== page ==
Illuminated liturgical manuscripts also were produced at court under by professional scribes and painters, such as the Godescalc Gospels (c. 793), named after the scribe whose name appears in a colophon. The iconography of the youthful, beardless Christ, wearing classicizing robes and wears purple robes shows that the court artists were copying directly from late antique sources, probability brought in from Rome. Several of these books belonged to Charlemagne himself, including the Vienna Coronation Gospels (c. 800 – 810), which was placed in Charlemagne’s tomb (Otto III removed the manuscript from the tomb in the year 1000 and it was used in the imperial coronation ceremony until World War I). The full page portraits of the four evangelists, in the act of writing their gospels, show them dressed in in antique philosophers’s togas and seated in illusionistic landscape and architectural settings. Formally and iconographically these books derived from late antique exemplars. The fluid classicism of the full-page miniatures is too sophisticated to have been produced by a western artist; the painters were probably trained in Constantinople. Like the Godescalc Gospels, the pages of the Coronation Gospels are painted entirely in purple and blue and the letters laid on in gold and silver leaf. Color has symbolic value as well, purple being reserved for imperial use only both in classical antiquity and in Byzantium. Precious materials were lavished not only the texts, but on the exteriors of liturgical books, as seen here in the cover of the Lindau Gospels. Executed in gold encrusted with jewels, the book appearance was meant to symbolize the glories of heaven and the richness of the gospels.

Charlemagne’s unified empire not long-lived. It was passed in its entirety to his son, Louis the Pious, but when Louis died in 840, his three sons warred with each other for control of the vast domains. The Treaty of Verdun (843) broke the empire into thirds, one son receiving what is today (roughly) France, another Germany, the third, Lotharingia, corresponding to the Low Countries, Alsace-Lorraine, and Provence, thereby re-fragmenting the north. The title of emperor and the custom of papal investiture were continued by the Ottonian and Salian kings but the effort to re-establish the forms and institutions of the Roman empire and the desire to imitate antiquity died with Charlemagne.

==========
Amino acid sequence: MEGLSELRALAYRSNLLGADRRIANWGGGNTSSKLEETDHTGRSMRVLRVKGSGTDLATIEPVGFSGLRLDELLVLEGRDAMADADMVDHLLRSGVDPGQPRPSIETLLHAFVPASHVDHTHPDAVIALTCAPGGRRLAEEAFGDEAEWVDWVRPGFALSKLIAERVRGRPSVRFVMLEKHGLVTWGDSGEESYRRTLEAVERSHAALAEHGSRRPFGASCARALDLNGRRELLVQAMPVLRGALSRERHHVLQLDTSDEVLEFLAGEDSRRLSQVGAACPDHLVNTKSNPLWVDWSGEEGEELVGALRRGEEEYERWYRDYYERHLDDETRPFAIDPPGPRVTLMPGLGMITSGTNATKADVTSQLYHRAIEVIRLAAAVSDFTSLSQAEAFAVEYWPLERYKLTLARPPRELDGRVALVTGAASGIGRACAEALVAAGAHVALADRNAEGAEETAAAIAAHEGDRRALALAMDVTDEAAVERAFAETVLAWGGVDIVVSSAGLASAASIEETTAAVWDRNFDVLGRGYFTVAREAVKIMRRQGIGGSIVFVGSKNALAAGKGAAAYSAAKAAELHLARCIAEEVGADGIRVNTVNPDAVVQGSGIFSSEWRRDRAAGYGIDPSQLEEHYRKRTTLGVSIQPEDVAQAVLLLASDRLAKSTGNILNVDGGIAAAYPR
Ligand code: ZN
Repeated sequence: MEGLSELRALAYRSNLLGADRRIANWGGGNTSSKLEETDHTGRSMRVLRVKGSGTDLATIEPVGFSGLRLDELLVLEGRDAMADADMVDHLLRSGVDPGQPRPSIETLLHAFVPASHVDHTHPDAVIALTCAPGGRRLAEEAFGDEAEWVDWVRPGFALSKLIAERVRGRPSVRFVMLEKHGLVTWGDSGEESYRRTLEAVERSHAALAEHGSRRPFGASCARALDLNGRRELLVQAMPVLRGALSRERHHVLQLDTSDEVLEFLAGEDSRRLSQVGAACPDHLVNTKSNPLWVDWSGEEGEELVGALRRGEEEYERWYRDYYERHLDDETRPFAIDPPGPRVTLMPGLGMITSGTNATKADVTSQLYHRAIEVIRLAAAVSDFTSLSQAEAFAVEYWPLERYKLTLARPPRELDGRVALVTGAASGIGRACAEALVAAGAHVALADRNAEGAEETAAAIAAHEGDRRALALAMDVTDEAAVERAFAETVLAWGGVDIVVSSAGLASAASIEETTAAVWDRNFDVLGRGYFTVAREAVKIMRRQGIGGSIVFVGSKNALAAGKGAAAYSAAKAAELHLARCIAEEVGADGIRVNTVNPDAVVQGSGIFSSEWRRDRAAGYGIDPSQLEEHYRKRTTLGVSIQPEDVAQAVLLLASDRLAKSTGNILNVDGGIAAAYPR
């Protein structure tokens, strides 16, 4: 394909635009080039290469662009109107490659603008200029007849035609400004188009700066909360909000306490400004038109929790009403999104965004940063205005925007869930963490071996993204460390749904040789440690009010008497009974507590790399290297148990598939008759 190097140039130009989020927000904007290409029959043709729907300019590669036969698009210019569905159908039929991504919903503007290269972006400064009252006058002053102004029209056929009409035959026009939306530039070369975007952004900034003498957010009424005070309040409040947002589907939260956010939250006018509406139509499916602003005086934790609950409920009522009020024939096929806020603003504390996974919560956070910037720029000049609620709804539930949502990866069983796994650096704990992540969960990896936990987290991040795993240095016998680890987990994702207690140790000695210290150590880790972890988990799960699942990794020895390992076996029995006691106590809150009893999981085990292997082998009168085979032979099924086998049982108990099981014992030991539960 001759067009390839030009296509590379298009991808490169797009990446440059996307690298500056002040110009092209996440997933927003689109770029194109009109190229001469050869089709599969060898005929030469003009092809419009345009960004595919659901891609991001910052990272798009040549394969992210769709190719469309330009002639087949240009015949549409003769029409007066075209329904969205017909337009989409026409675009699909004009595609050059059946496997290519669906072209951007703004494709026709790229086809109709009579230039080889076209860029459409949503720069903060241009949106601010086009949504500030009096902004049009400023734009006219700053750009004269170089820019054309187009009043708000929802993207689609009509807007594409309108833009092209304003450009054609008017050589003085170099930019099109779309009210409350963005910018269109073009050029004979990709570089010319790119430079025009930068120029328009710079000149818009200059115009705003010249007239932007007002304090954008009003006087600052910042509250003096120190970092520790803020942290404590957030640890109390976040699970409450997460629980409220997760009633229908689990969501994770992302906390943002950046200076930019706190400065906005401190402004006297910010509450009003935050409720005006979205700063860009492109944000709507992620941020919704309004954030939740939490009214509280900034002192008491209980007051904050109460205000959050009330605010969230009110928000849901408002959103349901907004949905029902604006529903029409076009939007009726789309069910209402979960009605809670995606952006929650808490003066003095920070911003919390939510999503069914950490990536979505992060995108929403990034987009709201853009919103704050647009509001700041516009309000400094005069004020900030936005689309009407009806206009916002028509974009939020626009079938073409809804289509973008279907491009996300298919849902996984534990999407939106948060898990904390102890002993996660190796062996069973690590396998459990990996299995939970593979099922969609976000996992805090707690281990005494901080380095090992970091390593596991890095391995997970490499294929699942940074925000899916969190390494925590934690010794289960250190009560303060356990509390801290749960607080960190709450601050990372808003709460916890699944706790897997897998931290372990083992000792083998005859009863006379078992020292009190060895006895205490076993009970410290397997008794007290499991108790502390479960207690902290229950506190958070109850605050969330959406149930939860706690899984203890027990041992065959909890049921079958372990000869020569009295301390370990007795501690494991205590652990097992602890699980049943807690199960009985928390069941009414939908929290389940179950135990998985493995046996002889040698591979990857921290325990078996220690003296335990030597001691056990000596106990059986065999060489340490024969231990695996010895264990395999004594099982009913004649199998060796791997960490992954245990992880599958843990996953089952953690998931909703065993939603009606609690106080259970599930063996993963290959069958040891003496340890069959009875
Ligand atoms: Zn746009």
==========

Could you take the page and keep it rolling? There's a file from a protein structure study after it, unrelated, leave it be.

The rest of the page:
I: Saint Denis and Gothic Art
II: The Carolingian Renovatio
III: Romanesque Manuscripts
IV: Grisaille, or The Abstention from Color
V: The Social and Material Contexts of Duccio’s Rucellai Madonna
VI: Beauvais Cathedral and the Limits of Gothic Verticality
VII: The Harrowing of Hell
VIII: The Sutton Hoo Ship Burial
IX: The Art of the Dark Ages
X:  Simone Martini’s Saints
XI: Sainte-Foy de Conques

Spätbarock in Süddeutschland

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A sequence of seven posts on 18thc. architectural monuments, mainly in Bavaria, including churches (Wies, Vierzehnheiligen, Ottobeuren, Weltenburg, the Asamkirche), palaces (Würzburg Residenz, Schloß Brühl, Amalienburg) and theatres (Bayreuth).